It takes 600 volts of electricity to power the locomotive known as “ASL No. 100” down Seashore Trolley Museum’s tracks. Starting today, the public can view this fully-restored, century-old locomotive in operation for the first time in more than five decades.
Yesterday, descendants of the men who operated this locomotive after it was built in 1906 attended a private dedication ceremony, along with state senators and representatives, museum members, and educators, to celebrate the completion of a $180,000 project funded by the Federal Highway Administration and the Maine Department of Transportation, as well as several railway societies, local businesses, and individuals. The ceremony also commemorated the opening of a new gallery exhibit that I curated: History in Motion: Public Transportation Connecting Maine Communities and the launch of an elementary school science and technology educational initiative, which I will continue to develop this year.
The ASL-100 project has fully restored the last surviving, original piece of rolling stock from the historic Atlantic Shore Line Railway system, one of only two locomotives of its style to survive in North America. The Atlantic Shore Line (ASL) moved freight back and forth between the mills and the Boston & Maine Railroad, transported coal from Cape Porpoise, Maine’s harbor to power the looms of the Sanford mills, and carried passengers to a number of southern Maine resort destinations. As an artifact, the locomotive helps us interpret the history of both the textile industry in the Sanford-Springvale area and the resort industry in the Kennebunks.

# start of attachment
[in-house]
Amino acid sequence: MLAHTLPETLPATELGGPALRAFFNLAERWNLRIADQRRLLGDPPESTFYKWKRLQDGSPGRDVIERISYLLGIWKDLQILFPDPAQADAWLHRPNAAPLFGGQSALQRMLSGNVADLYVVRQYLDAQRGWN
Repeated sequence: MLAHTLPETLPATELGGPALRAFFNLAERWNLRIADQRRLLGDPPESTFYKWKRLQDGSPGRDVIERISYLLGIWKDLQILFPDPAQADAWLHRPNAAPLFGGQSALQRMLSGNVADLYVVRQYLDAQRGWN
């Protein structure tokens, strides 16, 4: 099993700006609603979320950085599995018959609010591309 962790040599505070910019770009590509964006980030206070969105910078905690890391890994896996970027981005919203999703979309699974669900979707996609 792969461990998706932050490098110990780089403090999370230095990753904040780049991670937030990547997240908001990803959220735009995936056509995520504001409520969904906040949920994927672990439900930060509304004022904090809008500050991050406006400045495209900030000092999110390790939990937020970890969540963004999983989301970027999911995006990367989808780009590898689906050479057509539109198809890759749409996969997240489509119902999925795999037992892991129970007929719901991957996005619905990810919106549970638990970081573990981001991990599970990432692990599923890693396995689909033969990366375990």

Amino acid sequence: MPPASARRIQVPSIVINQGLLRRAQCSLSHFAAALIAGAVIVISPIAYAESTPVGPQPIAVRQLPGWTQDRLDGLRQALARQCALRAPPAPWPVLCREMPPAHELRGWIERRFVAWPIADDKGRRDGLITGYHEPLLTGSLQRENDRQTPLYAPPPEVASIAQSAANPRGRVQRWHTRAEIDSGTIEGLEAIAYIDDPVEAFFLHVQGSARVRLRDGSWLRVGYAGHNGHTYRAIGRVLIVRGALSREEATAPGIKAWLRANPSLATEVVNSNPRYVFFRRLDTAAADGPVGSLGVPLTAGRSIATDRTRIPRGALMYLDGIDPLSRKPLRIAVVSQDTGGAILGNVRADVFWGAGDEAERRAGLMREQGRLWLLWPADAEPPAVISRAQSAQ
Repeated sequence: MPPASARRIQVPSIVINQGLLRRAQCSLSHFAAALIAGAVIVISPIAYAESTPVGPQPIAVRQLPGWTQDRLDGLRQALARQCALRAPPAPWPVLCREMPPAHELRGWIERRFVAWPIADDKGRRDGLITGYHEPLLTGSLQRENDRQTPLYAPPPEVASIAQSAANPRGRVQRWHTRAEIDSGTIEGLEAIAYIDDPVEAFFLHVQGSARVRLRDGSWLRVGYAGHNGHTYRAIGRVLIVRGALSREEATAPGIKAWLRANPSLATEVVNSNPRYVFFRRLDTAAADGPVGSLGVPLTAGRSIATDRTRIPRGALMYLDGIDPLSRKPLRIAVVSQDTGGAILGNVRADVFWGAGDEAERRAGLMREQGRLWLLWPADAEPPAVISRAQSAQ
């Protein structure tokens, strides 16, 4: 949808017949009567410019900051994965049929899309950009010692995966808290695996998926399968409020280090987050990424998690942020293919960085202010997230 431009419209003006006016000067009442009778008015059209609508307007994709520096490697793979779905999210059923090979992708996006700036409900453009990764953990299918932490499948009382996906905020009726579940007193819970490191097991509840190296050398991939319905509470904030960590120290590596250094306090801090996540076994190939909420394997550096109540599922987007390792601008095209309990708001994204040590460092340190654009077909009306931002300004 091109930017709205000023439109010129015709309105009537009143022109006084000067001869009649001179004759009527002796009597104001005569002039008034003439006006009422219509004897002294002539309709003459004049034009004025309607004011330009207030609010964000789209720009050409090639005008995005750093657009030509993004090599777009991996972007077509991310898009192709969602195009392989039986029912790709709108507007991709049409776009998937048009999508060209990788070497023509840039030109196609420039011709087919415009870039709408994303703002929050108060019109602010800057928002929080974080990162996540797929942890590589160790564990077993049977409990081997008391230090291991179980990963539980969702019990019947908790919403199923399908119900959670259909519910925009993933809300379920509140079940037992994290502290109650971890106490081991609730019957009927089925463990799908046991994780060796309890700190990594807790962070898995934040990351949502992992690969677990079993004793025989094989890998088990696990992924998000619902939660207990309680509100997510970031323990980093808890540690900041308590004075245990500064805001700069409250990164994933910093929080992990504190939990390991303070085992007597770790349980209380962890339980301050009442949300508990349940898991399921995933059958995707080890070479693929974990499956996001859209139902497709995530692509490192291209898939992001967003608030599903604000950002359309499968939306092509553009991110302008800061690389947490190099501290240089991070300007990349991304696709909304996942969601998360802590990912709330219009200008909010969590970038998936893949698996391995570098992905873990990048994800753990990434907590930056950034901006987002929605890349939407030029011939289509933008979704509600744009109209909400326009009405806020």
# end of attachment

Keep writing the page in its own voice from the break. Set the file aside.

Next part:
ASL #100 is one of the Museum’s ten Maine vehicles listed in the National Historic Register. It's a significant landmark in the history of public transportation and its restoration is one of a dozen projects underway in the Museum’s Town House Restoration Shop, according to Jim Schantz, Board of Trustees Chairman.